Over the past years, there has been a resurgence of Datalog-based systems in the database community as well as in industry. In this context, it has been recognized that to handle the complex knowledge-based scenarios encountered today, such as reasoning over large knowledge graphs, Datalog has to be extended with features such as existential quantification. Yet, Datalog-based reasoning in the presence of existential quantification is in general undecidable.
The size of knowledge graphs has reached the scale where centralised analytical approaches have become infeasible. Recent technological progress has enabled powerful distributed in-memory analytics that have been shown to work well on simple data structures. However, the application of such distributed analytics approaches on semantic knowledge graphs lags significantly behind. To advance both scalability and accuracy of large-scale knowledge graph analytics to a new level, foundational research on methods leveraging distributed in-memory computing and semantic technologies in combination w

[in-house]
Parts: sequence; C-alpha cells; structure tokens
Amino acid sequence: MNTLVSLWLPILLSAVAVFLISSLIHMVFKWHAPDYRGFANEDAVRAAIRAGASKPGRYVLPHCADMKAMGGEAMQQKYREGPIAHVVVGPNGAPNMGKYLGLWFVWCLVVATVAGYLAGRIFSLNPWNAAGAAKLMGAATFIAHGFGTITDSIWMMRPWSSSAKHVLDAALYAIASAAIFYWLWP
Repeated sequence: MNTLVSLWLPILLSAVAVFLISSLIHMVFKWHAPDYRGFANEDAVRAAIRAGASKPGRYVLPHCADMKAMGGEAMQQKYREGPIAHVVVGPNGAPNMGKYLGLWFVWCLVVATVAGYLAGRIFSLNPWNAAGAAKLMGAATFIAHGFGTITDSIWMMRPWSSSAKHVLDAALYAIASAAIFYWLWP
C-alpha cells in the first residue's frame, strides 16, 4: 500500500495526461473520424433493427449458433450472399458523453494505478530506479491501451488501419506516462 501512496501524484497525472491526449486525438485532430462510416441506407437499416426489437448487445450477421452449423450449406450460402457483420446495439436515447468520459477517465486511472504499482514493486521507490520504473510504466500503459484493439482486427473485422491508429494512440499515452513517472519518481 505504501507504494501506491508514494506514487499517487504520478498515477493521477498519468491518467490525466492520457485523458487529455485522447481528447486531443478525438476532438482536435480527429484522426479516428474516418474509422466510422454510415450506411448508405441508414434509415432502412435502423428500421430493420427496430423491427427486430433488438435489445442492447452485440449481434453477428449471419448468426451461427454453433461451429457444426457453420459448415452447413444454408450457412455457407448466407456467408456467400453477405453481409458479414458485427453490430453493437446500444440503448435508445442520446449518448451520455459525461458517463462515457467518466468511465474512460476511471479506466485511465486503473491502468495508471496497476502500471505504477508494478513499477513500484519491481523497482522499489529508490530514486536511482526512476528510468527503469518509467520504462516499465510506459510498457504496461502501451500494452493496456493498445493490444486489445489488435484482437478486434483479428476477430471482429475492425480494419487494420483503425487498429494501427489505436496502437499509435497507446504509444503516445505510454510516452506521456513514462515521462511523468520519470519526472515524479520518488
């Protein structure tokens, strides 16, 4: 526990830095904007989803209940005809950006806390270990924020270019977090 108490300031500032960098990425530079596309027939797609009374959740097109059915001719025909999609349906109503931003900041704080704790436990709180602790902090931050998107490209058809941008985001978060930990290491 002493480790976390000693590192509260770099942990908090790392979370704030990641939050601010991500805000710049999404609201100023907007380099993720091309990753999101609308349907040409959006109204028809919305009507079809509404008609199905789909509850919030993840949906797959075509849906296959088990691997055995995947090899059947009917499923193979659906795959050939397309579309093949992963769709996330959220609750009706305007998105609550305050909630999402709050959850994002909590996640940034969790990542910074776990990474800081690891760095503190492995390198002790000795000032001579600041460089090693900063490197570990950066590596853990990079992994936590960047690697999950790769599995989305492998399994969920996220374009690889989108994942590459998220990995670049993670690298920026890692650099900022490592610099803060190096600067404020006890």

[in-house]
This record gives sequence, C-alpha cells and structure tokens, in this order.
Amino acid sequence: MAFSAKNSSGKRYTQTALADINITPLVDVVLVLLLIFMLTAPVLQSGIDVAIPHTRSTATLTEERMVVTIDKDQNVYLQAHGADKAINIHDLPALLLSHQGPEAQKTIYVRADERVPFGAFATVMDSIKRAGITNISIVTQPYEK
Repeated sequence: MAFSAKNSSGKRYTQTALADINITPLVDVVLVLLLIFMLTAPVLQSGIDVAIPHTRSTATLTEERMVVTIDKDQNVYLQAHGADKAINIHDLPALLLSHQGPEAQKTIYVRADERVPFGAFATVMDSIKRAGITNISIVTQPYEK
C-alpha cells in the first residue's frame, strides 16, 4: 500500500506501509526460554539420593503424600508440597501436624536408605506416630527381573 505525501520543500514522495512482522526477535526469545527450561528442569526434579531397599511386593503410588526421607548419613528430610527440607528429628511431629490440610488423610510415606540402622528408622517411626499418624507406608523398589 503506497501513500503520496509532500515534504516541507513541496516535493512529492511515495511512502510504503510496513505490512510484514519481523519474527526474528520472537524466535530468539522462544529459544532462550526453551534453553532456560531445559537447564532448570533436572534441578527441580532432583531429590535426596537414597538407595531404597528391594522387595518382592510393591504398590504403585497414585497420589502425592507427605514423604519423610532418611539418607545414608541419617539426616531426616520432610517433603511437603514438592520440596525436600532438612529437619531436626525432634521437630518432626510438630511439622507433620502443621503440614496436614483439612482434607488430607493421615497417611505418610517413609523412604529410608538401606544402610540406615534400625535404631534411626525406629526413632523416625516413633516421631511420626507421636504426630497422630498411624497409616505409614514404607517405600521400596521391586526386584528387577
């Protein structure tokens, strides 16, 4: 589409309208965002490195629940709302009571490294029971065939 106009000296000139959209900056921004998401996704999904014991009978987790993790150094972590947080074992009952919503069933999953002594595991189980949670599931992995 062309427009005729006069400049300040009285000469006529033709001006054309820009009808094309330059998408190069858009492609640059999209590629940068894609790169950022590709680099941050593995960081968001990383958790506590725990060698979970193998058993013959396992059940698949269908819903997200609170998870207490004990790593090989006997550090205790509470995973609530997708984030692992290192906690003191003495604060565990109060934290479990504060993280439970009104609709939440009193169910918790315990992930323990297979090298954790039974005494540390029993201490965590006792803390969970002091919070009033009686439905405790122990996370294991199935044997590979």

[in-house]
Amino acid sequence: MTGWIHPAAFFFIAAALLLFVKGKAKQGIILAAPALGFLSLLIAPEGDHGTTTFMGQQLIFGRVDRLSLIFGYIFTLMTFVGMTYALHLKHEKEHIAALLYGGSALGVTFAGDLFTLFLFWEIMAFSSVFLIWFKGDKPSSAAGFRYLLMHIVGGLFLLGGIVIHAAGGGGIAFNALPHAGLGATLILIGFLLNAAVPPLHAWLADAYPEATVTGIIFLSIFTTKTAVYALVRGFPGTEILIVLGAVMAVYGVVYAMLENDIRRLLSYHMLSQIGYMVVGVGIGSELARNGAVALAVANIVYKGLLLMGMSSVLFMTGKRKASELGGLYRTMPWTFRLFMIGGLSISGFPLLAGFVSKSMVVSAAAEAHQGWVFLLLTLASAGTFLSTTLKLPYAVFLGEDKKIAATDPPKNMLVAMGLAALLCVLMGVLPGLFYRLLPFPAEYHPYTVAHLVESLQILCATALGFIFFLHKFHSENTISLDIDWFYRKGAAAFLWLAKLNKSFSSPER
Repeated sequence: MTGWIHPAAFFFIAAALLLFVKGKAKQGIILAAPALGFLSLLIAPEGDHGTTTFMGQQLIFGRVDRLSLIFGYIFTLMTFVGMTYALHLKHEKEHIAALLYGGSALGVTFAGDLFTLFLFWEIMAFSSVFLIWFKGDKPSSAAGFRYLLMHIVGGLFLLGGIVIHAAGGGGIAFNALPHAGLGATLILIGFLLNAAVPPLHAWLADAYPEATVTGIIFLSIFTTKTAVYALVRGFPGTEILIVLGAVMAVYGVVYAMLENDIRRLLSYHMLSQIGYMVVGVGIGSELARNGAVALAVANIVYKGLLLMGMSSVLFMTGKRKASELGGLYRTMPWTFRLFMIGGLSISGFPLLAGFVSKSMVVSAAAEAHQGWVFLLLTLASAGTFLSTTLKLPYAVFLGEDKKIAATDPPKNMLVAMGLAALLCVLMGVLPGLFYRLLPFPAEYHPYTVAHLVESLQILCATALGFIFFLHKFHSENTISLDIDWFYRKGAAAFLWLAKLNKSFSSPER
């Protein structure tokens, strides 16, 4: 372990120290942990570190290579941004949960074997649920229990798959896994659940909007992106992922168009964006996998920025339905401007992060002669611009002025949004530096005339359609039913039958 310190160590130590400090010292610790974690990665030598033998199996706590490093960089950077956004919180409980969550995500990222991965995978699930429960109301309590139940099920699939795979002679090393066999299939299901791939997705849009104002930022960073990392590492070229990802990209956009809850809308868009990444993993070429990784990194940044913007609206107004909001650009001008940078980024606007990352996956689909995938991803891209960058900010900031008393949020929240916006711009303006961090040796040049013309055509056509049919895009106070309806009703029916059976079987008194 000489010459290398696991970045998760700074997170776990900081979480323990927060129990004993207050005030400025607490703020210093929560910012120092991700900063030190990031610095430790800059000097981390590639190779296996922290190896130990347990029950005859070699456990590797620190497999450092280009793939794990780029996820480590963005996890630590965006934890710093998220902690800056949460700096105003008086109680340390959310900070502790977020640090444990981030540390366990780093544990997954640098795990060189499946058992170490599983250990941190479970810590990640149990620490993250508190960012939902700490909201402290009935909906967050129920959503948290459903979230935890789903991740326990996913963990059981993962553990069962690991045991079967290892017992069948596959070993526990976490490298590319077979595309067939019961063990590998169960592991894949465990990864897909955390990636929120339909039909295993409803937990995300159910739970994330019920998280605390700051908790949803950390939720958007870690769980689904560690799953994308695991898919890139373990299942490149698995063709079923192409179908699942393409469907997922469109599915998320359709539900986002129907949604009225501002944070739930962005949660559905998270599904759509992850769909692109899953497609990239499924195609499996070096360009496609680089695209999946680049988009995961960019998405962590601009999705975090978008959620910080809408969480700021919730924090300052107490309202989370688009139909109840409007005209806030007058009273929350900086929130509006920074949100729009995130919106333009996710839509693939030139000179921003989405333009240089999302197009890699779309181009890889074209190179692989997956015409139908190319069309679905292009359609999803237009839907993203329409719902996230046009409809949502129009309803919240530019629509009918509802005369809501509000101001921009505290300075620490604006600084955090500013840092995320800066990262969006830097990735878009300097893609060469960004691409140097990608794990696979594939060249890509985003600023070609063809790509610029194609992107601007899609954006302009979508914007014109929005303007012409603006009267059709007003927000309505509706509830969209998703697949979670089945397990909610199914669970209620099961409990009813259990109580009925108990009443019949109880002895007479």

Lecture by prof. Georg Gottlob, University of Oxford at the Twenty-Sixth International Joint Conference on Artificial Intelligence (IJCAI-17)
Big Data technologies are often used in domains where data is generated, stored and processes with rates that cannot be efficiently processed by one computer. One of those domains is definitely the domain of energy. Here, the processes of energy generation, transmission, distribution and use have to be concurrently monitored and analyzed in order to assure system stability without brownouts or blackouts. The transmission systems (grids) that transport electric energy are in general very large and robust infrastructures that are accompanied with an abundance of monitoring equipment.
This module will discuss the topic of extraction for Knowledge Graphs. We will focus on web data extraction in this module. Web data extraction is essential to make information available on the web accessible and usable by Knowledge Graphs. We provide a thorough introduction to the topic. This will feature both Oxford’s Vadalog and OXPath systems.